I don't think of the "fun" posts as broken windows. I think of them as the equivalent to Il Colosseo. Il Colosseo

Nobody can deny that this structure is broken down and decrepit.
Neither can they deny that it is an important part of history and worth preserving in its current state.

This is exactly why the "Historical Significance" lock reason says:

This question exists because it has historical significance, but it is not considered a good, on-topic question for this site, so please do not use it as evidence that you can ask similar questions here.


I would offer a different take on what is typically being described as "broken windows" with respect to the current discussions surrounding closing old questions. The "broken window" metaphor doesn't really apply; these aren't (largely) eyesores, they aren't the sort of things that cause you to think - what a crappy place to hang out, I certainly want to avoid this place. In large measure they are questions (and answers) that people have found helpful. Note: I'm not principally talking about obvious joke, poorly worded, or improperly formatted questions, but rather questions that were once deemed on topic or acceptable by the community, but are no longer since [take your pick] (a) the scope of acceptable questions has narrowed or (b) we've started enforcing the acceptability standards more stringently.

A better way of thinking of these questions is as building types that no longer fit into the current zoning for the property. For example, high quality residential buildings, but in an business zone. Using this metaphor gives us a much better way of understanding both sides of the issue and, perhaps, of finding a resolution.

When zoning laws change, existing structures are often grandfathered in if they don't fit the new zoning requirements. We don't tear them down, necessarily, but we don't build any new ones. We don't use the presence of a grandfathered structure to argue the permissibility of a new structure of the same type.

There are exceptions to this rule. Sometimes, the current structure is so far outside the new zoning requirements (joke postings), that we do go in and clear them all out. Housing tracts next to a nuclear waste dump, for example, just don't work. But, we give a lot of warning and not just in places where nuclear waste engineers hang out.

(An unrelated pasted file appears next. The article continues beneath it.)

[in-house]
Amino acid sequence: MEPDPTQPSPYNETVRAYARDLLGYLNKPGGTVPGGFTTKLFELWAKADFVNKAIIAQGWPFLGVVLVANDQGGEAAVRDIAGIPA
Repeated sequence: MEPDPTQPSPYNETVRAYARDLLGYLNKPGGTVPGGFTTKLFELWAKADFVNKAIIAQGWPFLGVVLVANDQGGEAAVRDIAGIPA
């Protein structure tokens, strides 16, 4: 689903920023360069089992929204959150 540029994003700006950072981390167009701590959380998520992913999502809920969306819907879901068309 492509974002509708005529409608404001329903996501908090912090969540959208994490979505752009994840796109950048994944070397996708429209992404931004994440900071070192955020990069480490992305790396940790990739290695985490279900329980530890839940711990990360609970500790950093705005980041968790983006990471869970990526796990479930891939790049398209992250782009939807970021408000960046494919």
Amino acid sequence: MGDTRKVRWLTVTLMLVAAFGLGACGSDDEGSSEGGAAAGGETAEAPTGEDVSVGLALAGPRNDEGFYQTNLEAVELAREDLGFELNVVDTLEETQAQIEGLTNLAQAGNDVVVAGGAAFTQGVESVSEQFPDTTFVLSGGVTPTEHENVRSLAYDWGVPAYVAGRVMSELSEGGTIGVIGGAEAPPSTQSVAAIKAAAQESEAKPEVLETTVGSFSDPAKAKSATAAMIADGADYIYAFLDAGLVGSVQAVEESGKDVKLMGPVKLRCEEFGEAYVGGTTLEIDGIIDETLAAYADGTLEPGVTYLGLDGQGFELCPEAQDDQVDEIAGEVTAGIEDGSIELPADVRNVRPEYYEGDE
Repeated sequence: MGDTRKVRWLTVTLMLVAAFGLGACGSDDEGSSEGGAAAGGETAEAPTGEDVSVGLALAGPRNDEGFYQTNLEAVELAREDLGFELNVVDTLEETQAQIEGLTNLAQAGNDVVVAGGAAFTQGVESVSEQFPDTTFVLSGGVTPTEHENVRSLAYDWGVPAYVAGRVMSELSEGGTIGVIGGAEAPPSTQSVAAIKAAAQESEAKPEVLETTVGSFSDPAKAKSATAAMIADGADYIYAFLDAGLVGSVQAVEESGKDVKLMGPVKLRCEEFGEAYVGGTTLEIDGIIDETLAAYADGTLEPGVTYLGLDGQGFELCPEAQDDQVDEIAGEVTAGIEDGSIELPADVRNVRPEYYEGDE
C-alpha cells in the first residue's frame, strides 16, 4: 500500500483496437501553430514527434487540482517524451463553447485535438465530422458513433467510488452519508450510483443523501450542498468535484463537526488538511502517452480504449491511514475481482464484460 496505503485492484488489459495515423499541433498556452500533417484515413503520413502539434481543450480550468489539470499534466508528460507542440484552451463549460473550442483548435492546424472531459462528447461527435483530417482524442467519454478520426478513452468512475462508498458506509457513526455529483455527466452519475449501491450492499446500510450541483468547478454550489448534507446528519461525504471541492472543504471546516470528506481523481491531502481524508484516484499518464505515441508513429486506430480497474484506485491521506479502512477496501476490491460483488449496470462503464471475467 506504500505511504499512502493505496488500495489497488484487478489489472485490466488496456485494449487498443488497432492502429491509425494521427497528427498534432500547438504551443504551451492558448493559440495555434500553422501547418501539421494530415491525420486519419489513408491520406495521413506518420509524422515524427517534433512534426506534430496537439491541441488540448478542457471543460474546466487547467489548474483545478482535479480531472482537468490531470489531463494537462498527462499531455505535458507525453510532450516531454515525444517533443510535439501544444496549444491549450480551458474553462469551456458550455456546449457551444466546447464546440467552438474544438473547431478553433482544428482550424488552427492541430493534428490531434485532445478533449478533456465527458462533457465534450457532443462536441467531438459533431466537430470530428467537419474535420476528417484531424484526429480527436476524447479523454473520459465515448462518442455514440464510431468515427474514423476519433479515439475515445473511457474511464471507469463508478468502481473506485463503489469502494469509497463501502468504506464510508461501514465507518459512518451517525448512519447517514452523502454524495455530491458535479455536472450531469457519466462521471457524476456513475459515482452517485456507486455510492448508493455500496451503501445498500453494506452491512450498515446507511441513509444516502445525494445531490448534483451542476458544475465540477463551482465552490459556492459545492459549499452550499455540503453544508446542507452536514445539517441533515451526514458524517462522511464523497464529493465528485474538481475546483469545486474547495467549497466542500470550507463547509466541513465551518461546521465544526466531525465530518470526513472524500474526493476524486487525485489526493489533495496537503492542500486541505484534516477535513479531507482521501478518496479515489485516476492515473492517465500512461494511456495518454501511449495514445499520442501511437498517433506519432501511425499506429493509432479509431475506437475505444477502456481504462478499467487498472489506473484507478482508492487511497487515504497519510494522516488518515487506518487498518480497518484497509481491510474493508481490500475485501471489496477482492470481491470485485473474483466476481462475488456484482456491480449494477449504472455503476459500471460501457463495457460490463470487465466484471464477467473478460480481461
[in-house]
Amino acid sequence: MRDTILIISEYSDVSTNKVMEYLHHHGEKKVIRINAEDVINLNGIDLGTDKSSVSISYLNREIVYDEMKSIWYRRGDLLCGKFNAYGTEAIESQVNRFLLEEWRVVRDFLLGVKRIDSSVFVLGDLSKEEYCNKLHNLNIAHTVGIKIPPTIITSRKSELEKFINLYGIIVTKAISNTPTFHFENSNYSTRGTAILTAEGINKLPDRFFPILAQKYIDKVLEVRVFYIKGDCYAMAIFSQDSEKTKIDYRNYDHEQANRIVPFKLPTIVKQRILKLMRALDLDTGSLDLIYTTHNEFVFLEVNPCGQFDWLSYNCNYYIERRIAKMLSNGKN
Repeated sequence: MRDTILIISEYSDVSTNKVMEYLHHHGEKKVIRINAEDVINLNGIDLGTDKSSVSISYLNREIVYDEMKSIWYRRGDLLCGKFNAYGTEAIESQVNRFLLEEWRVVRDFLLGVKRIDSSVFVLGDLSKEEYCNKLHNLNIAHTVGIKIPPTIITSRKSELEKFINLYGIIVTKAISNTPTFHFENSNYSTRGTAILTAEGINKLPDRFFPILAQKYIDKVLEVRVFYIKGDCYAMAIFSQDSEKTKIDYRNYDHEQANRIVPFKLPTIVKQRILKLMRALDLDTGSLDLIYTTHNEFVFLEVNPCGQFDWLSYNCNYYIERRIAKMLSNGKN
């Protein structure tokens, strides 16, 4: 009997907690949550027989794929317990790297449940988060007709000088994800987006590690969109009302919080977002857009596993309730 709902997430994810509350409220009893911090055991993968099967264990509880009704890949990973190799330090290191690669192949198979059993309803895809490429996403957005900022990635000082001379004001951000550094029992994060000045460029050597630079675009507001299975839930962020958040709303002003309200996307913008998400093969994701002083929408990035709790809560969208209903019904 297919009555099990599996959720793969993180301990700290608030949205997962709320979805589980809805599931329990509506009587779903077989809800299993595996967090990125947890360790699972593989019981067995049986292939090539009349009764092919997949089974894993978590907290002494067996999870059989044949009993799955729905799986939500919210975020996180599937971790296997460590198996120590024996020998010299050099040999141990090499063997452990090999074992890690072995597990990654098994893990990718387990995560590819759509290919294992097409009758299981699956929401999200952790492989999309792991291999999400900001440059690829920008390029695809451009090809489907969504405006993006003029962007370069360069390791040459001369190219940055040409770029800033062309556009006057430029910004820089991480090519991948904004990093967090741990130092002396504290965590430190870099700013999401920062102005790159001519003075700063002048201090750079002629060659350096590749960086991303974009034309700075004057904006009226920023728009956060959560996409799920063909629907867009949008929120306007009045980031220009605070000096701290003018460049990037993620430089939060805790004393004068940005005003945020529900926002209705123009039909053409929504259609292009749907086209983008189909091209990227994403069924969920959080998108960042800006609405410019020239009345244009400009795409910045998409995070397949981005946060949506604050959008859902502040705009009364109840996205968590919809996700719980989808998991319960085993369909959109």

Sometimes, we create a new zone where the existing structure would be a better match and encourage the resident/business to move to that zone (i.e., migration to a new site as it's created). Again, we often give a lot of notice and work with the "owners" of the existing structure when we do this.

Sometimes, we just let the existing structure stand. It's "close enough" to the current zoning that it's not too bad a fit and, maybe, there isn't enough demand for that type of zoning to warrant creating a special zone just for it. If people find it useful, though - say like a corner grocery in a residential neighborhood - what's the harm? We protect it to make sure that it doesn't become a hangout for crackheads. We don't build a new supermarket next to it, but we also don't tear it down and throw out the hard work that went into building it - even if it's now slightly outside the norm of buildings we'd build in this neighborhood.

Yes, there are broken windows in buildings. Most of them are in the right kinds of buildings for the zone they're in and they should be cleaned up, if possible, or torn down as necessary. But a different kind of building may or may not have broken windows or feel like it harms the neighborhood. Letting a good business stand in a residential neighborhood is both respectful to the people who built it when the zoning was different and helpful to the people who still find it useful.

  • 3
    Slow clap. That was very, very well said. Thank you. Mar 5, 2012 at 17:15
  • 5
    Most of this seems quite logical, but I disagree with "they aren't the sort of things that cause you to think - what a crappy place to hang out, I certainly want to avoid this place". I think most regulars forget about this page: stackoverflow.com/questions?sort=votes. A user that goes there is going to get an extremely bad idea of what SO is about. I knew about SO from the time it was in beta, but didn't sign up until 2010. Why? All the SO questions I stumbled across were questions like that, and I thought it was yet another place to make giant lists of stuff that amuses us, so I left Mar 5, 2012 at 17:56